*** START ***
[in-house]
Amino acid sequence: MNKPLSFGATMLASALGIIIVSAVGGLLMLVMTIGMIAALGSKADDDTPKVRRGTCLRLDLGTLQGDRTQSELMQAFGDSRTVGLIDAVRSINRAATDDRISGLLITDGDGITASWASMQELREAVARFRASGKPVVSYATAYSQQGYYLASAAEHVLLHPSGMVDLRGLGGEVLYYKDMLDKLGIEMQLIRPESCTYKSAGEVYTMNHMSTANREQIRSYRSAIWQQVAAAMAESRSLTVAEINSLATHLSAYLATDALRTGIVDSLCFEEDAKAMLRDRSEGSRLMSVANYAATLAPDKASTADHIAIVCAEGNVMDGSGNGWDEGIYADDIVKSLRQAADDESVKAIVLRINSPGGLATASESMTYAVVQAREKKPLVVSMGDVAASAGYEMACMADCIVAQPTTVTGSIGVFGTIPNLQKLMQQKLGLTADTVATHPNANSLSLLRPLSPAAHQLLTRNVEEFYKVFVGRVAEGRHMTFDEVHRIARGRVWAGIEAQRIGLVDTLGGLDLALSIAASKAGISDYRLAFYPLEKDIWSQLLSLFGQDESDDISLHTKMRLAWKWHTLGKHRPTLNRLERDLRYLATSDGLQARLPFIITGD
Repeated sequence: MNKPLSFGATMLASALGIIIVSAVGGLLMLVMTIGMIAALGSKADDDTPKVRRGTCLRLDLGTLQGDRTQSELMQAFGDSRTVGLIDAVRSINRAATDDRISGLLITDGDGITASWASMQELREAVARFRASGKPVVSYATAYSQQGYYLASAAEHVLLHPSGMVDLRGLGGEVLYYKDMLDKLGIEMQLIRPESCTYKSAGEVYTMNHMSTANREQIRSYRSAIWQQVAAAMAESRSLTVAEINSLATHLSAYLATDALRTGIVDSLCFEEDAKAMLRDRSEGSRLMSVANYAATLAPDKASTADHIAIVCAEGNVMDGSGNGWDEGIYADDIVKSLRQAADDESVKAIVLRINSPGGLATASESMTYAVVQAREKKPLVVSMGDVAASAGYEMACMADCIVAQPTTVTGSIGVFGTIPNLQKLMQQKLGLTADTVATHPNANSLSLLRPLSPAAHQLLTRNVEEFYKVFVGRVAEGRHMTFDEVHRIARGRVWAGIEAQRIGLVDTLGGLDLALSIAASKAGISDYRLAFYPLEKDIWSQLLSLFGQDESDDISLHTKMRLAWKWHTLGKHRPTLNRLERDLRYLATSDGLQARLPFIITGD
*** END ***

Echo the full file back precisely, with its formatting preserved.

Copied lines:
[in-house]
Amino acid sequence: MNKPLSFGATMLASALGIIIVSAVGGLLMLVMTIGMIAALGSKADDDTPKVRRGTCLRLDLGTLQGDRTQSELMQAFGDSRTVGLIDAVRSINRAATDDRISGLLITDGDGITASWASMQELREAVARFRASGKPVVSYATAYSQQGYYLASAAEHVLLHPSGMVDLRGLGGEVLYYKDMLDKLGIEMQLIRPESCTYKSAGEVYTMNHMSTANREQIRSYRSAIWQQVAAAMAESRSLTVAEINSLATHLSAYLATDALRTGIVDSLCFEEDAKAMLRDRSEGSRLMSVANYAATLAPDKASTADHIAIVCAEGNVMDGSGNGWDEGIYADDIVKSLRQAADDESVKAIVLRINSPGGLATASESMTYAVVQAREKKPLVVSMGDVAASAGYEMACMADCIVAQPTTVTGSIGVFGTIPNLQKLMQQKLGLTADTVATHPNANSLSLLRPLSPAAHQLLTRNVEEFYKVFVGRVAEGRHMTFDEVHRIARGRVWAGIEAQRIGLVDTLGGLDLALSIAASKAGISDYRLAFYPLEKDIWSQLLSLFGQDESDDISLHTKMRLAWKWHTLGKHRPTLNRLERDLRYLATSDGLQARLPFIITGD
Repeated sequence: MNKPLSFGATMLASALGIIIVSAVGGLLMLVMTIGMIAALGSKADDDTPKVRRGTCLRLDLGTLQGDRTQSELMQAFGDSRTVGLIDAVRSINRAATDDRISGLLITDGDGITASWASMQELREAVARFRASGKPVVSYATAYSQQGYYLASAAEHVLLHPSGMVDLRGLGGEVLYYKDMLDKLGIEMQLIRPESCTYKSAGEVYTMNHMSTANREQIRSYRSAIWQQVAAAMAESRSLTVAEINSLATHLSAYLATDALRTGIVDSLCFEEDAKAMLRDRSEGSRLMSVANYAATLAPDKASTADHIAIVCAEGNVMDGSGNGWDEGIYADDIVKSLRQAADDESVKAIVLRINSPGGLATASESMTYAVVQAREKKPLVVSMGDVAASAGYEMACMADCIVAQPTTVTGSIGVFGTIPNLQKLMQQKLGLTADTVATHPNANSLSLLRPLSPAAHQLLTRNVEEFYKVFVGRVAEGRHMTFDEVHRIARGRVWAGIEAQRIGLVDTLGGLDLALSIAASKAGISDYRLAFYPLEKDIWSQLLSLFGQDESDDISLHTKMRLAWKWHTLGKHRPTLNRLERDLRYLATSDGLQARLPFIITGD